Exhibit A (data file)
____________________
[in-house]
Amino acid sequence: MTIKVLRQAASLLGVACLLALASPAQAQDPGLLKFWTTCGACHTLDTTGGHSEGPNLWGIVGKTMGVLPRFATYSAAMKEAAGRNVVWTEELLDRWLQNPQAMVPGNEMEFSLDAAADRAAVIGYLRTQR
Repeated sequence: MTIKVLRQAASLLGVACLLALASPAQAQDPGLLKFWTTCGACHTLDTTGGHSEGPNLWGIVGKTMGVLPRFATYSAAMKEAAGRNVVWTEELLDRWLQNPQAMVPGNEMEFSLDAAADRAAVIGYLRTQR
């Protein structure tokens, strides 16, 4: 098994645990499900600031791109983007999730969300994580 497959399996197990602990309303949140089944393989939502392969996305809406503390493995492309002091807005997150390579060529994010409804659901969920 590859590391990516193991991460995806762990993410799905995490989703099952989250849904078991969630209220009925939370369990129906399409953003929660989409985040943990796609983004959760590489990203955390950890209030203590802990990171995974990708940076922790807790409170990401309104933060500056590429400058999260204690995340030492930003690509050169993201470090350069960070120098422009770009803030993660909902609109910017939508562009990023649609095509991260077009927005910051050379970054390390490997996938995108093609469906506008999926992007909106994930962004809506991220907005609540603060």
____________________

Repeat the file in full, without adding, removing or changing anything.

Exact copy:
[in-house]
Amino acid sequence: MTIKVLRQAASLLGVACLLALASPAQAQDPGLLKFWTTCGACHTLDTTGGHSEGPNLWGIVGKTMGVLPRFATYSAAMKEAAGRNVVWTEELLDRWLQNPQAMVPGNEMEFSLDAAADRAAVIGYLRTQR
Repeated sequence: MTIKVLRQAASLLGVACLLALASPAQAQDPGLLKFWTTCGACHTLDTTGGHSEGPNLWGIVGKTMGVLPRFATYSAAMKEAAGRNVVWTEELLDRWLQNPQAMVPGNEMEFSLDAAADRAAVIGYLRTQR
């Protein structure tokens, strides 16, 4: 098994645990499900600031791109983007999730969300994580 497959399996197990602990309303949140089944393989939502392969996305809406503390493995492309002091807005997150390579060529994010409804659901969920 590859590391990516193991991460995806762990993410799905995490989703099952989250849904078991969630209220009925939370369990129906399409953003929660989409985040943990796609983004959760590489990203955390950890209030203590802990990171995974990708940076922790807790409170990401309104933060500056590429400058999260204690995340030492930003690509050169993201470090350069960070120098422009770009803030993660909902609109910017939508562009990023649609095509991260077009927005910051050379970054390390490997996938995108093609469906506008999926992007909106994930962004809506991220907005609540603060």